What is a Turbocharger and how it works?

Turbocharger design & working principle

Find Out How A Turbocharger Works?

A turbocharger is turbine-driven. It is a forced induction mechanical device. First, it compresses the incoming air. Then, it pumps the air into the engine cylinder at high pressure. Thus, it increases the engine’s efficiency and power output. It is about 30% to 40% more efficient than naturally aspirated engines.

Turbocharger construction
Turbocharger construction

Furthermore, both Petrol and Diesel engines use turbo-chargers to enhance power. However, they considerably differ in critical areas. These include operating temperatures and combustion pressures. Besides, they differ in volume of air and operating RPM range. A Supercharger is a similar device that works on the same principle. However, it uses engine power.

Construction Details:

A turbo-charger mainly consists of two wheels. It has a turbine wheel and a compressor wheel. These wheels fit at the opposite ends on the same shaft. The outgoing exhaust gases rotate the turbine wheel while on their way out. Manufacturers fix the turbine to the shaft. It, in turn, rotates the shaft.

Furthermore, the compressor wheel fitted on the other end of the shaft also rotates with the shaft. And it acts as a suction fan. The rotating compressor wheel creates the suction of the incoming air. And then it pumps the air into the engine cylinders. In fact, a typical turbo-charger spins at very high speeds. This speed ranges from 30,000 to 1,25,000 RPM.


The compressor pumps up the fresh air into the cylinders above atmospheric pressure. Thus, it results in engine cylinders getting extra air. As the air volume grows, the system proportionately supplies the corresponding increased quantity of fuel to the engine. Thus, it increases power. In addition, when you compress the air, it heats up. Thus, the temperature of the air rises. Besides, it expands while reducing its density.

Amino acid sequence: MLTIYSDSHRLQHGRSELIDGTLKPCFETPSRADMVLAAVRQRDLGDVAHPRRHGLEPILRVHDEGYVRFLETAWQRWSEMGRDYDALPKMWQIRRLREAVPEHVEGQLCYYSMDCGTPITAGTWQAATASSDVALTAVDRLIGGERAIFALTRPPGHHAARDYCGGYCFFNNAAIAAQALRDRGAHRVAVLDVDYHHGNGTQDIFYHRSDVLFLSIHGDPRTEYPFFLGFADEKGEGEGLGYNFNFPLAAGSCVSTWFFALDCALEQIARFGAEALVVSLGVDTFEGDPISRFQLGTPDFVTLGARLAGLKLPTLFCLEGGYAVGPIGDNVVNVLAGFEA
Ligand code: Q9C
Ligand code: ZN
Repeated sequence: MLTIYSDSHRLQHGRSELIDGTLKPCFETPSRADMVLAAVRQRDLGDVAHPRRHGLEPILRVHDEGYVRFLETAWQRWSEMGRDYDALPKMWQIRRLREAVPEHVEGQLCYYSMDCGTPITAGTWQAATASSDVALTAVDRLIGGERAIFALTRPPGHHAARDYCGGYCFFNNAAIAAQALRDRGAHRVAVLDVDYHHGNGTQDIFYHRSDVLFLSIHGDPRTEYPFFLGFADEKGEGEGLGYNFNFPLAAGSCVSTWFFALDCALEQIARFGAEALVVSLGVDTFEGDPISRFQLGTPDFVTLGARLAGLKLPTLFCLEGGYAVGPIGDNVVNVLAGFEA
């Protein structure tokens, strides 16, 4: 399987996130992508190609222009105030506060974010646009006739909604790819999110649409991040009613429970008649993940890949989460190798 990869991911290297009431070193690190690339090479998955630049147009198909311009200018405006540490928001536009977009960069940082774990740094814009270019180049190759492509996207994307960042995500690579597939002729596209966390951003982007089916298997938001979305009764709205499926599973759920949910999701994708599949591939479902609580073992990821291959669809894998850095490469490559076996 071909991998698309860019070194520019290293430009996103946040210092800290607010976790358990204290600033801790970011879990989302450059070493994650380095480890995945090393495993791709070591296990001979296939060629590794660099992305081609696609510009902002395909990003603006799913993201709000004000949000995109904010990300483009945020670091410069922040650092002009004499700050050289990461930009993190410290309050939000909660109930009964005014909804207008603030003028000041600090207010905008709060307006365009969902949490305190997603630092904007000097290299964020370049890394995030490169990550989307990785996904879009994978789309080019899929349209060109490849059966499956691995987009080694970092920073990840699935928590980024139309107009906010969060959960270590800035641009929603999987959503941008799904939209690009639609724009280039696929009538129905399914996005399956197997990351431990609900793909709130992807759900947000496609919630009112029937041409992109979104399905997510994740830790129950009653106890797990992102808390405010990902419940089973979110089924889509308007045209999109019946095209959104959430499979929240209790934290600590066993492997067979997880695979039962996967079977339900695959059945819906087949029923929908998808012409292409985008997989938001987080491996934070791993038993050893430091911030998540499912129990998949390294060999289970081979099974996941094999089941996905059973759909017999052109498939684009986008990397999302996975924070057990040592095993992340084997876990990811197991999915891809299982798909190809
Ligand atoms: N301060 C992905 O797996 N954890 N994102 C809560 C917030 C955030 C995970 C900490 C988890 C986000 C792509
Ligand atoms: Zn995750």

Hence, often, manufacturers use an Inter-Cooler or a ‘heat-exchanger.’ It cools the air before it enters the engine cylinders. Manufacturers refer to these as ‘Turbo-Charged Inter-Cooled,’ or ‘TCIC’ versions of those engines. Besides, manufacturers design & calibrate turbochargers according to different engine sizes & constructions. These include Direct InjectionIn-Direct Injection, and Common Rail Direct Injection technologies in diesel engines. Also, they have MPFi and GDI systems in Petrol engines. Hence, you simply cannot directly interchange them.

Turbocharger Components:

1. A radial inflow Turbine Wheel
2. A Centrifugal Compressor
3. The Center hub/rotating assembly
4. Housing

Turbocharger Components
Turbocharger Components

Turbo-chargers Have Two Main Technologies:

1. Fixed Geometry
2. Variable Geometry

These days, modern diesel engines feature a turbo-charger with a Common Rail Direct Injection (CRDi) system that improves the performance of diesel engines. Furthermore, some advanced engine designs employ ‘Bi-Turbo’ or ‘Twin-turbo’ technology in a six/eight-cylinder engine for superlative engine performance. This design implements two separate units. They operate either in a sequential or parallel arrangement. For example, Volvo’s S80 T6 car has an engine that uses Twin-Turbo technology. BMW 7 Series’ 3.0-liter engine has advanced Triple-Turbo technology.


1. Higher power output
2. Improved power to weight ratio
3. Lower emissions

Difference Between Petrol & Diesel Turbocharger:

 Diesel vs Petrol
Diesel vs. Petrol

Bosch, Mahle, and Honeywell are some of the popular manufacturers of turbos in the world.

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Watch Turbocharger In Action Here:

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